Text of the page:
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This is almost certainly a very silly question, but for some reason I'm having trouble with internet checksum calculations. All of the algorithms basically look something like this:

WORD chksm(WORD *startpos, WORD checklen){
ulong sum = 0;
WORD answer = 0;

while (checklen > 1)
{
	sum += *startpos++;
	checklen -= 2;
}

if (checklen == 1)
{
	*(BYTE *)(&answer) = *(BYTE *)startpos;
	sum += answer;
}

sum = (sum >> 16) + (sum & 0xffff);
sum += (sum >> 16);
answer = ~sum;

return answer;}

I'm clear on everything except for the line:

sum += (sum >> 16);

It looks like the line immediately before it adds the top 16 bits to the bottom 16 bits, leaving all zeroes in the top 16 bits. If that's the case, then wouldn't sum >> 16 now be equal to zero? And if so, why is that line there?

Or am I (likely) just having a complete mental failure today?

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Awesome. Thanks everyone. –  Rob Lachlan Oct 20 '09 at 22:20

3 Answers 3

up vote 3 down vote accepted

You are almost right.

The high 16 bits could have been 1 due to a carry.

For example, FFFF + FFFF => 1FFFE, or perhaps FFFF + 1 => 10000.

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I thought that a ulong was 32 bits wide which means that:

sum = (sum >> 16) + (sum & 0xffff)
sum += (sum >> 16);

Adds the top sicteen bits and bottom sisteen bits together. And then the next line makes sum the result of the top sixteen bits; which could have a one in it due to a carry operation.

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This is part of the definition of a one's complement sum. You take any overflow bits and add them back to the lower 16 bits. Adding them back could cause further overflow, so you repeat this until the upper bits end up all zero. So, conceptually it's this:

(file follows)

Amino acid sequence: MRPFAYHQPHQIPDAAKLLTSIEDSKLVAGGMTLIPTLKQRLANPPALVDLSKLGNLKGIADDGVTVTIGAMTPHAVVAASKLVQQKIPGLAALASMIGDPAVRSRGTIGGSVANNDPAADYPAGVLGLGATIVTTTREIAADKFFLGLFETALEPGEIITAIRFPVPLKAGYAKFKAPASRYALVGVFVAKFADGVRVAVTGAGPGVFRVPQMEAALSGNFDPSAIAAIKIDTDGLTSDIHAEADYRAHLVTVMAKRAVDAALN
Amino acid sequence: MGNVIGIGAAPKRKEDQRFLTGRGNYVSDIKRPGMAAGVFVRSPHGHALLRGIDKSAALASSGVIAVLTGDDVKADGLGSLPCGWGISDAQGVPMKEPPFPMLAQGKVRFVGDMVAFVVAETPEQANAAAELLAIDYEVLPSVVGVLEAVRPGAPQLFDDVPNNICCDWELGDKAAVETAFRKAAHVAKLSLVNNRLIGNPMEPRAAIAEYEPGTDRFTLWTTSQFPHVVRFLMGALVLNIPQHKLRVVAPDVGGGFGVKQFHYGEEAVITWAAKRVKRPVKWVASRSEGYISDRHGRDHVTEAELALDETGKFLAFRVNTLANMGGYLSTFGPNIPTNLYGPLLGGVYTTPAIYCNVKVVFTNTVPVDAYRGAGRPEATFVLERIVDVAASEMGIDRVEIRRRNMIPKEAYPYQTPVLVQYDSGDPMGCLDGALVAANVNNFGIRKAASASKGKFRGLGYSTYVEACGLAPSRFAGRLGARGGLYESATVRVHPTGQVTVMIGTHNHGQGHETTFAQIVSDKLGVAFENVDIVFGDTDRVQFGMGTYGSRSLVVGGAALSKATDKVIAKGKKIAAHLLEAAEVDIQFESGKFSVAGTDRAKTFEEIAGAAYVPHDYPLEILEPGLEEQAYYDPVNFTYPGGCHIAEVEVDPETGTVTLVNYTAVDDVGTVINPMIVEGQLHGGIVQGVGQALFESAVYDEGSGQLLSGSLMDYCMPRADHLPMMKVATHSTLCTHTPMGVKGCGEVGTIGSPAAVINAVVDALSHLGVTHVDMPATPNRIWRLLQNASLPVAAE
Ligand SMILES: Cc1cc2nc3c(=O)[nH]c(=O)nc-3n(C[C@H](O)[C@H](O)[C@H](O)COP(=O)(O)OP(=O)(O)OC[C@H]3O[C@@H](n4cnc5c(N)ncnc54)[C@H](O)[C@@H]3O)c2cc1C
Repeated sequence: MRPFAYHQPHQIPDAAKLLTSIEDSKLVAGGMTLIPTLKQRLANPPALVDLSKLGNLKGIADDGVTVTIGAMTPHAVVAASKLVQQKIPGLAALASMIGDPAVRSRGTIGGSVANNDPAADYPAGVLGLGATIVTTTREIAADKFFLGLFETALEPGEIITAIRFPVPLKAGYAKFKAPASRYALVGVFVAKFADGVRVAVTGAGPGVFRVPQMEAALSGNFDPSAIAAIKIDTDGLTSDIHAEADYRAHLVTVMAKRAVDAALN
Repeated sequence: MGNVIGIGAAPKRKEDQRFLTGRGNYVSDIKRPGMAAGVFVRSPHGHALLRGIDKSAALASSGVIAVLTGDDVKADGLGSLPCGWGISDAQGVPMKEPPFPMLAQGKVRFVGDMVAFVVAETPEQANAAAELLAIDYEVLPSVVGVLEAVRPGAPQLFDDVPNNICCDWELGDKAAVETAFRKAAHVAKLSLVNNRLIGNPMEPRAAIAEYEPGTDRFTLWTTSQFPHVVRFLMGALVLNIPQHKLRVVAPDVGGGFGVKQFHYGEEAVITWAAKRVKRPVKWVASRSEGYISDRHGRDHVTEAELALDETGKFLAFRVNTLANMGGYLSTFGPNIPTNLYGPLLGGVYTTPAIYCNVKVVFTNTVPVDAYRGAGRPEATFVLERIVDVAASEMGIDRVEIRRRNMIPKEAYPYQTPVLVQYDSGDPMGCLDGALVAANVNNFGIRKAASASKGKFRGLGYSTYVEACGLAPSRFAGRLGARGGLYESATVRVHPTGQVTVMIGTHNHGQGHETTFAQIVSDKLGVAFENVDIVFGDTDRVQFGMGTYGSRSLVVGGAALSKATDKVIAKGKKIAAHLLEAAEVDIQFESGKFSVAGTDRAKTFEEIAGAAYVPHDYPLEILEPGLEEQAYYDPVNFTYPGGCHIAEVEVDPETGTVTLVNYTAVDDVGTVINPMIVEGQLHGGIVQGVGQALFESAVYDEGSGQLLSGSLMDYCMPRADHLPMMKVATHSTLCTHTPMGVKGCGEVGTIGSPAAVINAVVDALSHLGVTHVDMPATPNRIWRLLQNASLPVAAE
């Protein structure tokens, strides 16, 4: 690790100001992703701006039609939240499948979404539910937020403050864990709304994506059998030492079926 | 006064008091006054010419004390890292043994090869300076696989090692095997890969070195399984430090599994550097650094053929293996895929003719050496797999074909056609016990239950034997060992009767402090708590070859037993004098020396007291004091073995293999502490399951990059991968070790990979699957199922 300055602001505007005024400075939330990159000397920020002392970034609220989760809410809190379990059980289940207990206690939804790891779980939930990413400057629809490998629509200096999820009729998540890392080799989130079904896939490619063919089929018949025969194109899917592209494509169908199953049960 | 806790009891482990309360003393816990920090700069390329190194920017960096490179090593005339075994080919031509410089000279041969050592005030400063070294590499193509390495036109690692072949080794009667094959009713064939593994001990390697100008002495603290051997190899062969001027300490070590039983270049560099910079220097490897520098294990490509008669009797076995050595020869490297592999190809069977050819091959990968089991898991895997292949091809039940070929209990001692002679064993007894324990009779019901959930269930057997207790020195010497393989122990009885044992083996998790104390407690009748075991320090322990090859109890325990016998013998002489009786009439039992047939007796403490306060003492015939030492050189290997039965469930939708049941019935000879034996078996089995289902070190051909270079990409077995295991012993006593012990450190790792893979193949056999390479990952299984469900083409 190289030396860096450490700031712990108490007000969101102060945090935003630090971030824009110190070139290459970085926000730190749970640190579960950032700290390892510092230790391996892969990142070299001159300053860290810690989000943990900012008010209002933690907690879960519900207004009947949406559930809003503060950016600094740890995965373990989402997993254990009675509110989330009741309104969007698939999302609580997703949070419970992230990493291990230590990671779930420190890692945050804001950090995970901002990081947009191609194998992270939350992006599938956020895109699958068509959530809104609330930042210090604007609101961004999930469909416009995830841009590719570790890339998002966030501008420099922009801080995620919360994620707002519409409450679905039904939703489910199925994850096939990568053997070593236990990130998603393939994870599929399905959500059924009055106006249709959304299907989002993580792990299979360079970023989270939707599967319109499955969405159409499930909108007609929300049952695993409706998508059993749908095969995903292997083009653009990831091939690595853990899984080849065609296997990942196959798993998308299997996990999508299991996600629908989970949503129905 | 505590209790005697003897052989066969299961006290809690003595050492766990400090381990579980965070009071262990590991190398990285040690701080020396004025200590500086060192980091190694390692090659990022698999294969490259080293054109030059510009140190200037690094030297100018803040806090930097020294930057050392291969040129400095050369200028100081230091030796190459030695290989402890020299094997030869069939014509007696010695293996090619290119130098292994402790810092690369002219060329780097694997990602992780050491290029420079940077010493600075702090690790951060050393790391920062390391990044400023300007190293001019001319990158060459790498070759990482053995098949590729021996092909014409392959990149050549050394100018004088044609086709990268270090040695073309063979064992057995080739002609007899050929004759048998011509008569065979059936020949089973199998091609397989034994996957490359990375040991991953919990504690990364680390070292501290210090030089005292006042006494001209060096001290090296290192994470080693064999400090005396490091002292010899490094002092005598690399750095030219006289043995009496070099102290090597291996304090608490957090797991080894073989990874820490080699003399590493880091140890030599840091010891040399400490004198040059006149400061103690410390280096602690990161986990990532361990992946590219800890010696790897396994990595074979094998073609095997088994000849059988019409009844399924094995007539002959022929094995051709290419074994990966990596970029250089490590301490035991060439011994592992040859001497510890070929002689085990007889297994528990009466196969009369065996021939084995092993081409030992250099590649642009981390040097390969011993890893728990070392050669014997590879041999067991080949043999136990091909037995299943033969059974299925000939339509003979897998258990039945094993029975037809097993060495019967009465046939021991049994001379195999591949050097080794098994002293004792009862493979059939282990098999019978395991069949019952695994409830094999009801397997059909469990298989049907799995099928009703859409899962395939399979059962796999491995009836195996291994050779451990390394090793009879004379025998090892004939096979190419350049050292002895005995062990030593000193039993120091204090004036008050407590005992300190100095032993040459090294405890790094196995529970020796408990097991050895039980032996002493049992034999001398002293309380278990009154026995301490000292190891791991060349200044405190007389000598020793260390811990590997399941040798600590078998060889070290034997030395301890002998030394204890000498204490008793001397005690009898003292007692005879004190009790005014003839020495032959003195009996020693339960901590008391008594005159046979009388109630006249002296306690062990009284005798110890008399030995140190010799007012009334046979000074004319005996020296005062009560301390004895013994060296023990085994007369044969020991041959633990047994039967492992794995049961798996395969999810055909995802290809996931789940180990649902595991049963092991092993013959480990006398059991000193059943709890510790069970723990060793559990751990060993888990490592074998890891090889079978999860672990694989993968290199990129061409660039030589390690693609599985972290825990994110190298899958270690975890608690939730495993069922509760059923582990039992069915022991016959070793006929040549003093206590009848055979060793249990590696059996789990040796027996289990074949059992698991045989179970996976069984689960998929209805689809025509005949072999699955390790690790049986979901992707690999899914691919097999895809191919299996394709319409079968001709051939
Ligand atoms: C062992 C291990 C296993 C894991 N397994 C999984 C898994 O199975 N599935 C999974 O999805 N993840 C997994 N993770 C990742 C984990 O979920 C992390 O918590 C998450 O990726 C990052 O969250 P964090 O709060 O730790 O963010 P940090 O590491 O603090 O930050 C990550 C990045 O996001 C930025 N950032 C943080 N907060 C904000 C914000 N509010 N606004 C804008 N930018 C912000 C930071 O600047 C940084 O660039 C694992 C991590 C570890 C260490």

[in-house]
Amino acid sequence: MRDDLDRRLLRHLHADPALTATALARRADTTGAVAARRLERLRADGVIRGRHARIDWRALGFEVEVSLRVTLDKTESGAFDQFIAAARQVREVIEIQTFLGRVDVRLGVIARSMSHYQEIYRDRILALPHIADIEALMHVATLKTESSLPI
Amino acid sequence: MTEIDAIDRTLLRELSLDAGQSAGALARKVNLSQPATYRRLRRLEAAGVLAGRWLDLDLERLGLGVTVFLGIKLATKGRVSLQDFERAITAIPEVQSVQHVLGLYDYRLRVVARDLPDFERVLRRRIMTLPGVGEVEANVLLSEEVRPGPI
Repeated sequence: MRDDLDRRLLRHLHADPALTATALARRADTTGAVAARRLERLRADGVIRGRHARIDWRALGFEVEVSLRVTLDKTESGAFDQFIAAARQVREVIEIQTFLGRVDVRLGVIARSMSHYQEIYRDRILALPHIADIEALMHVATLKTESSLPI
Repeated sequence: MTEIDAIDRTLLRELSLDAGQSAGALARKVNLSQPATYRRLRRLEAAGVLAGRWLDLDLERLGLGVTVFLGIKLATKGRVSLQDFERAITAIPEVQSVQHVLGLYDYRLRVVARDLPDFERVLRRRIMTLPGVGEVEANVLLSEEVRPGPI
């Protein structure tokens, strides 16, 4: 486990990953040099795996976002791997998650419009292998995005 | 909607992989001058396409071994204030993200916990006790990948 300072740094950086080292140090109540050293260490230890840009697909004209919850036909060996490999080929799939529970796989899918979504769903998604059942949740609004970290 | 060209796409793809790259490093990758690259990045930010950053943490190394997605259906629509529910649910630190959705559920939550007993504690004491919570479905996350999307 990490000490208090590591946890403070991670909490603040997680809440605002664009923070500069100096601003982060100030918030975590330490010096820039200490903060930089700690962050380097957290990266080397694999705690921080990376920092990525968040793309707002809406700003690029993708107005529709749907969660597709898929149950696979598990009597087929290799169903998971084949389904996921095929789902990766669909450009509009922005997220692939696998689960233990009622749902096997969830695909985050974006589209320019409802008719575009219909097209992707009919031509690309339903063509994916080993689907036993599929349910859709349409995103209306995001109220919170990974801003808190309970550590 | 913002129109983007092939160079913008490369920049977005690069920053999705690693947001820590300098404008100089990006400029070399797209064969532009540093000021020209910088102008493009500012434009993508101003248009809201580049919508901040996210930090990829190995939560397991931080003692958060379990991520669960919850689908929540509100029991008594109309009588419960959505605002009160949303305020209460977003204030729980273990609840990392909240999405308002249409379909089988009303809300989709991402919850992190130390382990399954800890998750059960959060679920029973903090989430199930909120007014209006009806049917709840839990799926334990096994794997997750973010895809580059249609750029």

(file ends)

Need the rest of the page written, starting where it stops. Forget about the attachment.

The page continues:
while (sum >> 16 != 0) {
    sum = (sum >> 16) + (sum & 0xffff);
}

However this loop will only ever execute at most twice, so an explicit loop is not necessary. After the first addition there may or may not be an overflow with a carry bit ending up in the upper 16 bits. In that case the upper 16 bits will be 0x0001 and you will have to do one more addition to add that carry bit back in.

Imagine the worst case where sum ends up as 0xffffffff after the initial while loop. Then the additions will proceed as follows:

sum = (0xffffffff >> 16) + (0xffffffff & 0xffff)
    = 0xffff + 0xffff
    = 0x1fffe

sum = (0x1fffe >> 16) + (0x1fffe & 0xffff)
    = 0x1 + 0xfffe
    = 0xffff

And there with two additions we are finished as the upper 16 bits are now clear. This is the worst case, so the loop can thus be unrolled to two additions.

(And then after all that you take the one's complement of the final sum, leading to the highly confusing name for this: the one's complement of the one's complement sum. It took me a long time to wrap my head around this the first time I implemented it—in particular that a one's complement sum does not involve the ~ complement operator.)

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